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EOS to Exhibit Unmanned Aerial Vehicle Parts Developed Using Laser-sintering at AUVSI 2011

Published on 2011-08-04. Author : SpecialChem

Attendees seeking to explore the unparalleled benefits that laser-sintering offers to the rapidly expanding unmanned aerial vehicle (UAV) industry can get a good start at Booth 1216 at the AUVSI Unmanned Systems North America 2011 (Washington, D.C., Aug. 16-19). There EOS, one of the world-leading manufacturers of laser-sintering systems, will be demonstrating UAV parts and presenting background from technical experts on the use of laser-sintering as a competitive business strategy.

Unmanned Aerial Vehicle Parts

"UAV design and manufacture is the most dynamically growing and evolving sector of the aerospace industry, and it has its own demanding challenges," says Udo Behrendt, Business Development Manager Aerospace at EOS. "The unique capabilities of our systems meet these challenges while eliminating some of the costs and manufacturing restrictions of traditional processes."

Laser-sintering involves no tooling, and very little machining or fixturing, making it highly cost-effective and speedy for the low production runs of most UAVs. Re-designs of parts for changing missions and payloads, including mass customization for individual UAVs, are inexpensive as well. Because laser-sintering is an additive manufacturing technology, it can be used to create complex geometries that integrate multiple parts for weight savings, or that fit into the irregular space left in existing assemblies. Designs being laser-sintered for UAVs include fuel tanks, engine shrouds, control vanes, filter boxes, and air ducting, for example.

Available laser-sintered materials are well-suited for unmanned aircraft. EOS AlSi10Mg Aluminum can be used to create lighter-weight thin-walled parts. EOS NickelAlloy IN718 and IN625 provide high tensile strength, excellent processability and uniform corrosion resistance. In plastics, aside from various polyamide 11 and 12 materials, EOS also offers fire-retardant polyamide PA 2210 FR as well as PEEK HP3, the first high-performance thermoplastic polymer available for laser-sintering.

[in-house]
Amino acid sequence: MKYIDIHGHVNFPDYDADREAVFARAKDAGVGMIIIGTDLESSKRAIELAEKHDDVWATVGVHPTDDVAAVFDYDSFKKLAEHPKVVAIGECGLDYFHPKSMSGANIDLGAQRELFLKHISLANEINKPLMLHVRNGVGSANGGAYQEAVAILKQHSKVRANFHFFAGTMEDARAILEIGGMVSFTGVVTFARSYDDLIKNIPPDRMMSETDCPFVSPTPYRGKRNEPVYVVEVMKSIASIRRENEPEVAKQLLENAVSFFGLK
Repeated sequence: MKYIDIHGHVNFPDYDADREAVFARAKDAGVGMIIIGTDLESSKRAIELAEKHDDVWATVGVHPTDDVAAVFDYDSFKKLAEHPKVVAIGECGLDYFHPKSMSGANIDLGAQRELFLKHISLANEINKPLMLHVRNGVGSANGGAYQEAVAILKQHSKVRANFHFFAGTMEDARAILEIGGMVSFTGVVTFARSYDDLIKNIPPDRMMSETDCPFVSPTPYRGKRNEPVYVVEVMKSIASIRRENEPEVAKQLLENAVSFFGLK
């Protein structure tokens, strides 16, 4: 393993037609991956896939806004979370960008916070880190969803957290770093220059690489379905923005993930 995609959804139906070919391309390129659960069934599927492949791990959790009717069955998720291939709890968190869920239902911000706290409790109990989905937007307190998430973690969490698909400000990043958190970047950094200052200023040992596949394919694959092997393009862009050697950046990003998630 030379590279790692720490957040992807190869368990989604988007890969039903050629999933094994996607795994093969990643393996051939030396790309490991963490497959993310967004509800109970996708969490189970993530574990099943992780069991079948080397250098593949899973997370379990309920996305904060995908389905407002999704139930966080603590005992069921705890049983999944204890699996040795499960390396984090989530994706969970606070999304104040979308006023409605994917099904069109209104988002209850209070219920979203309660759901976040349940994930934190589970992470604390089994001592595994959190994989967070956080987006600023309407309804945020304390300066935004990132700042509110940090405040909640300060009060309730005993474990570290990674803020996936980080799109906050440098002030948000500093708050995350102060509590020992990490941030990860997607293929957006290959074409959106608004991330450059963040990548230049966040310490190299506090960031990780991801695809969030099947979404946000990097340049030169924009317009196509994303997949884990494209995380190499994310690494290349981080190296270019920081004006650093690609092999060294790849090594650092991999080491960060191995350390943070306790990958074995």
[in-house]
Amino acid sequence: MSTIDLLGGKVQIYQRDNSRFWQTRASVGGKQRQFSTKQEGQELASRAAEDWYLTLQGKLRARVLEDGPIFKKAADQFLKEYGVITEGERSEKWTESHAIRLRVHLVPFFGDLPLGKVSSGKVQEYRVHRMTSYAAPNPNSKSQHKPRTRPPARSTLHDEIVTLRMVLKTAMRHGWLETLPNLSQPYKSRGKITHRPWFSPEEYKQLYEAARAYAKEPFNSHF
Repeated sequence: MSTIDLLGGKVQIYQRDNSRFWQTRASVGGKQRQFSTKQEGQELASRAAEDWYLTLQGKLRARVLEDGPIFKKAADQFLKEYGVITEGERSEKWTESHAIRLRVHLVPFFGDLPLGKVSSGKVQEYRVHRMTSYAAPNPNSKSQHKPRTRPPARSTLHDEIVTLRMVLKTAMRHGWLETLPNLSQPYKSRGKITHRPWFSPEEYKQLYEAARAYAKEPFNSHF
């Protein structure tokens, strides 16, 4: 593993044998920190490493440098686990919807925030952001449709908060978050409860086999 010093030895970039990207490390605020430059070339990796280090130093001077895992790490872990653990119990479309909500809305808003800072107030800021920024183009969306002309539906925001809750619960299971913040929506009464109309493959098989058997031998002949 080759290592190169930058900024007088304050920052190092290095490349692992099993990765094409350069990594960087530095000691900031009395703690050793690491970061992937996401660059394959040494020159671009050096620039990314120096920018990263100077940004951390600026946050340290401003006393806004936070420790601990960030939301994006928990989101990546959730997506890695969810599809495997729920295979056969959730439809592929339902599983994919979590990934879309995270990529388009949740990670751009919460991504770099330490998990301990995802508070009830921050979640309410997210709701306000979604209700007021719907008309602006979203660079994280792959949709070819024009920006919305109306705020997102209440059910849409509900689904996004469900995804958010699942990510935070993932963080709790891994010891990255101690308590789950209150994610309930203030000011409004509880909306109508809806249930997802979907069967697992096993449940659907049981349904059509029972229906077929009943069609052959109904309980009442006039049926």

Still more materials options are available from EOS' strategic partner Advanced Laser Materials (ALM). Between 60 and 70 percent of ALM's business is creating one-of-a-kind plastics formulations in close cooperation with individual customers. "Just as laser-sintering promotes customized, design-driven manufacturing, we use our expertise with polymer bases and various additives to customize plastics," says Donald Vanelli, President of ALM. "The customers know best what they want in terms of physical requirements, and we understand how to formulate a plastic to match their needs." In addition to tailoring materials, ALM also has standardized offerings such as 640-GSL, an extremely lightweight glass and fiber-reinforced plastic with an average density 15 percent less than nylon and nylon has about the same density as water and a high strength imparted by the fibers.

Andrew Snow, Regional Director, Sales, at EOS of North America, says, "The UAV industry has barely begun tapping the potential power of laser-sintering to create innovative, reliable parts. There's no better proof of how our technology supports unmanned aircraft design and manufacture than the range of invention, in plastics and metals both, that our customers are displaying at this show."

About EOS

EOS was founded in 1989 and is one of the world-leading manufacturers of laser-sintering systems. Laser-sintering is the key technology for e-Manufacturing, the fast, flexible and cost-effective production of products, patterns and tools. The technology manufactures parts for every phase of the product life cycle, directly from electronic data. Laser-sintering accelerates product development and optimizes production processes. The company employs 300 people worldwide, 250 of them in Krailling near Munich, Germany.

Source: EOS

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